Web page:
Apical four-chamber view appeared abnormal with dilated right ventricle (RV). The RV was seen to open into the pulsatile cystic lesion, which was thus confirmed to be the dilated MPA along with the right and left PAs. Assessment of the pulmonary annulus failed to reveal pulmonary valve (PV) echoes. Thus, the RV dilatation was attributed to volume overload from the insufficient PV. The ductus arteriosus was also not visualized despite an extensive targeted scan for its demonstration. An echogenic focus was noted in the left ventricle (LV) [Figure 1]The five-chamber view revealed VSD with overriding of aorta and non-dilated aortic root [Figure 2]Three vessel trachea view revealed massive dilatation of MPA, right and left PAs [Figure 3]The aorta was seen arising from the LVSub-aortic VSD was seenThe superior and inferior vena cava drained normally into the right atrium. Atrioventricular concordance was noted with normal tricuspid and mitral valves.{Figure 1}{Figure 2}{Figure 3}

On color and spectral doppler

To-and-fro flow across the PV (a sign of stenosis and severe insufficiency) and the dilated PA was observed during systole and diastole of the RV [Figure 4]High velocities were recorded across PV annulus (PSV 190.4 cm/sec) [Figure 5]Aliasing was noted at the site of VSD on color Doppler study.{Figure 4}{Figure 5}

Hypoplasia of the left lung was noted with an approximately 2.5 × 2.5 cm hyperechoic lesion in the right hemi thorax receiving supply from the right PA. Other systems were unremarkable [Figure 6].{Figure 6}

Based on the above imaging findings, a diagnosis of Fallot type of APVS was made. Karyotyping was offered for further evaluation but was refused by the patient. Patient counseling was done regarding the possibility of intrauterine (congestive heart failure and fetal hydrops) and neonatal complications (respiratory distress) and the need for multistage surgery. The patient opted for termination of pregnancy, however, autopsy of the fetus was not performed on patient request.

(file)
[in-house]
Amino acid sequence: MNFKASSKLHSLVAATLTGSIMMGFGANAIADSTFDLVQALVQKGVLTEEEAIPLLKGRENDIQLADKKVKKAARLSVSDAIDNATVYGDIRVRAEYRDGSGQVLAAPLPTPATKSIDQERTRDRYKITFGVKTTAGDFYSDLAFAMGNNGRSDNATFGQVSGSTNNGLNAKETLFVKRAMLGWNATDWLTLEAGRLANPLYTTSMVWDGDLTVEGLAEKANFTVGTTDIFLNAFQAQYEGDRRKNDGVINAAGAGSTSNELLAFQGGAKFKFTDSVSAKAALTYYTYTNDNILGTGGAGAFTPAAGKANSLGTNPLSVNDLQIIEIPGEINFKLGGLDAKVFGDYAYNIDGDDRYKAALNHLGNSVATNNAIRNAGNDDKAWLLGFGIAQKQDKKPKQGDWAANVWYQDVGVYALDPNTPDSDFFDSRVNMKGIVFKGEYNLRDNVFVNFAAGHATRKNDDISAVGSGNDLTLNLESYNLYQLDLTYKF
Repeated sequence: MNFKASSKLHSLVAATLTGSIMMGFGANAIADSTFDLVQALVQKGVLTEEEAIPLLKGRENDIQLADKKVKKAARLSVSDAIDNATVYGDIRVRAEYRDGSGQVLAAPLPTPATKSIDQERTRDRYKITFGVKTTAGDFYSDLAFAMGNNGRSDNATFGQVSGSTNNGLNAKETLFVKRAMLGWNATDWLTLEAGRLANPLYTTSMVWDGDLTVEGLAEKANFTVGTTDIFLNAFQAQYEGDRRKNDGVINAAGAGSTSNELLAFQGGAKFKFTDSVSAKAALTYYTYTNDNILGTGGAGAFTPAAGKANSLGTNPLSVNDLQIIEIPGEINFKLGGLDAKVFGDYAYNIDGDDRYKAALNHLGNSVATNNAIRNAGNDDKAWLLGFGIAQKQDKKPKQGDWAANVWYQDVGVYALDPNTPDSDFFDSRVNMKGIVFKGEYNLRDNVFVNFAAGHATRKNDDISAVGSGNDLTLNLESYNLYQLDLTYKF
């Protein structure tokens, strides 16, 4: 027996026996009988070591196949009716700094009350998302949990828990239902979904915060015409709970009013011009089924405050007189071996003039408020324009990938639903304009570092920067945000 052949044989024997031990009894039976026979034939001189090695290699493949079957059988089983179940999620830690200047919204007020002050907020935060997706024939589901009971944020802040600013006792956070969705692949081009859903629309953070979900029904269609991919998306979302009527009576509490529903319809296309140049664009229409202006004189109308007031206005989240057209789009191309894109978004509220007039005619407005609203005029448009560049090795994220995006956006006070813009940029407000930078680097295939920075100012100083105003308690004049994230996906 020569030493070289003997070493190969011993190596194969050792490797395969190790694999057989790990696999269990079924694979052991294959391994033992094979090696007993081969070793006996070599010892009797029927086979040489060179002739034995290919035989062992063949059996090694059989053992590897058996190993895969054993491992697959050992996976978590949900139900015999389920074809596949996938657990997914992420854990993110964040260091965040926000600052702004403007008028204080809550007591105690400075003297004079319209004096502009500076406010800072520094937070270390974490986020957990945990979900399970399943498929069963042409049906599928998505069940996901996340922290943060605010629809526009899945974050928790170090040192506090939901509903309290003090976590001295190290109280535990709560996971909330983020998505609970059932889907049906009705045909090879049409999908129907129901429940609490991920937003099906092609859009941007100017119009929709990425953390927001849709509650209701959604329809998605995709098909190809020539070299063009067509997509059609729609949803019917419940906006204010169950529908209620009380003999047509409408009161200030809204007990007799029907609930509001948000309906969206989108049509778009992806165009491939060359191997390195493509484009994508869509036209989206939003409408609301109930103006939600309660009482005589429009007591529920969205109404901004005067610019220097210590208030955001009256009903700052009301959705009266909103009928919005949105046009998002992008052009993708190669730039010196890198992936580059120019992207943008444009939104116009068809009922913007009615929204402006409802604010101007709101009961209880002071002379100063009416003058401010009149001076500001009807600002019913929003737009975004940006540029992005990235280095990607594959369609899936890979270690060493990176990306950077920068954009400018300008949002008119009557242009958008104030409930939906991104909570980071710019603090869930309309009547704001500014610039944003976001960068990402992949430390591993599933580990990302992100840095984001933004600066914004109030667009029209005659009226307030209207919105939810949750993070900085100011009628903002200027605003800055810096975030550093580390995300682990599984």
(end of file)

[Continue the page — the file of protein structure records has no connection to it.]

Discussion



Fallot type of APVS is the commonly seen type of APVS, while the non-Fallot type is the uncommon one.[5]

Despite having different morphology, they share common features, namely – rudimentary, dysplastic, or absent pulmonary valve; dilated MPA with or without dilatation of its branches; to-and-fro flow at the site of the absent pulmonary valve and systolic pressure gradient across narrowed pulmonary valve.[5]

The Fallot type of APVS additionally has VSD, aortic overriding and ductal agenesis, which was first emphasized by Emmanoulides et al.[8]

As per few studies, most of the cases presenting with an intact ventricular septum commonly reveal a patent ductus arteriosus, with relatively small PAs and associated tricuspid atresia.[6,9] According to these studies, free communication between ventricles and aorta results in reduced atrial blood flow with increased ventricular end diastolic pressure, which may affect the cardiac function and development of the atrioventricular valve. Yeager et al. also suggest that in the presence of a VSD, these changes affect both ventricles, thereby resulting in a poor prognosis, as seen in our case.[6] In case of intact interventricular septum, these changes were restricted to the right ventricle.